Secret Side Effects of Eating Peanut Butter
										Here are four things you've probably never even thought about.

Secret Side Effects of Eating Peanut Butter Here are four things you've probably never even thought about.

Peanut butter is a part of many people’s all-time favorite snacks. However, it’s possible that your daily dose of PB could be causing some unfavorable side effects.

Below, we bring just four of these pitfalls to light so you know what to watch out for. And after, don’t miss the 13 Best Peanut Butter Breakfast Ideas!

RELATED: The #1 Best Juice to Drink Every Day, Says Science

For context, GERD is a digestive disorder that occurs when acidic stomach juices or food and fluids flow back up into the esophagus from the stomach, causing a burning sensation. It’s also another name for acid reflux.

“Peanut butter is okay for those with GERD, but in moderation, as it is a relatively high-fat food,” she says.

Fatty foods can cause the bundle of muscles that separate your esophagus from your stomach called the lower esophageal sphincter (LES) to relax and allow the backflow of stomach acid to creep back up into your esophagus.

For more, be sure to check out 7 Mistakes You Didn’t Realize You’re Making With Peanut Butter.

Speaking of fatty foods, some peanut butter brands may be sneaking more oils into your peanut butter than usual. Let’s clarify one thing real quick, though. Peanut butter is a great source of healthy monounsaturated and polyunsaturated fatty acids. However, some commercial brands tend to pack in extra oils, like palm oil or fully hydrogenated vegetable oils, into that jar of peanut butter, which contributes saturated fats to your diet.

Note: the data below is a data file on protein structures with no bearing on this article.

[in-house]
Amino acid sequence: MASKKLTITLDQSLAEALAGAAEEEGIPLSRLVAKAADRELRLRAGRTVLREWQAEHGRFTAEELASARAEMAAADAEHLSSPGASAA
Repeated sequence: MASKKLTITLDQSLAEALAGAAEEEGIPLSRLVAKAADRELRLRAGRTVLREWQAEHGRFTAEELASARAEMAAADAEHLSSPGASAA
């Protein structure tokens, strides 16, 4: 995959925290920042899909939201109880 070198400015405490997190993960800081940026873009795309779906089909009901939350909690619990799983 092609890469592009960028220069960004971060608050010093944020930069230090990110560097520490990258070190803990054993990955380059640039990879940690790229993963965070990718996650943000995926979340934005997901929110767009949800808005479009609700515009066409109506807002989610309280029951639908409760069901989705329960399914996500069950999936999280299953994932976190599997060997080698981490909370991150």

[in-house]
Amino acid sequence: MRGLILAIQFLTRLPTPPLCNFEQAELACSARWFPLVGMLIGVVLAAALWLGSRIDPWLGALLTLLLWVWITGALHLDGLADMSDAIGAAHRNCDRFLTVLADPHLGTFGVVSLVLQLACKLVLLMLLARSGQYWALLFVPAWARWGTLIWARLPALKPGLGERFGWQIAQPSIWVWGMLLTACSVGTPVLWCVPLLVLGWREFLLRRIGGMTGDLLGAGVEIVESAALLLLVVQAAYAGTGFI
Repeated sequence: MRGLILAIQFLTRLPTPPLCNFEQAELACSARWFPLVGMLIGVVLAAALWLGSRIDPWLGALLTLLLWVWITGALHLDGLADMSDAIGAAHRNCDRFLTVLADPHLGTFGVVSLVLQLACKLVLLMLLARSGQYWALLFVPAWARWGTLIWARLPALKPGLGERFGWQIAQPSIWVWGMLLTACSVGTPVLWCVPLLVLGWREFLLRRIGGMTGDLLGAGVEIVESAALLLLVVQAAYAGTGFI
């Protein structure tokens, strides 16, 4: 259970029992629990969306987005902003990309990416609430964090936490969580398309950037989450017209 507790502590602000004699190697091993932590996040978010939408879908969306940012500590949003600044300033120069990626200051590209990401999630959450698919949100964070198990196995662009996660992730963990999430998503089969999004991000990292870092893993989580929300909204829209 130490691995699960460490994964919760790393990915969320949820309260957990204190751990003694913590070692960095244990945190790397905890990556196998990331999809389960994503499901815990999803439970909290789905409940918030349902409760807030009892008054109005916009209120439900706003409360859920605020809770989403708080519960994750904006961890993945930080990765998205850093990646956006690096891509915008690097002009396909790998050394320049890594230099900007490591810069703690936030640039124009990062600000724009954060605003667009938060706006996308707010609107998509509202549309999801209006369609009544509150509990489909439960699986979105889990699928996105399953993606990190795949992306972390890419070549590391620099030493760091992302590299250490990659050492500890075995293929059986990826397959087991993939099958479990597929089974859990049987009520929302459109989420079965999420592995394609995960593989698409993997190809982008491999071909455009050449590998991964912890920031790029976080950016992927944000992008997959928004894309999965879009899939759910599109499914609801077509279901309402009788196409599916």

Instead, try looking for natural peanut butter options that only contain peanuts and maybe salt.

Some of these same commercial brands adding oils to your peanut butter may also be sneaking added sugars into their products. For example, Peter Pan Natural, Honey Roast, Creamy Peanut & Honey Spread packs 8 grams of sugar per two-tablespoon serving. It’s no wonder registered dietitians ranked it as one of the worst peanut butter options on the market.

Oddly enough, peanut butter could contain a carcinogen called aflatoxins found in a mold called Aspergillus. Peanuts grow underground and tend to be colonized by the mold, however, some research has shown that processing peanuts into peanut butter can reduce levels of aflatoxins by as much as 89%. The USDA also monitors foods to make sure they don’t go over recommended limits. Still, it may be worthwhile to know that a few human studies have linked exposure to aflatoxins to liver cancer.

For more, be sure to check out Diet Habits That Are Terrible for Your Liver, According to Science.

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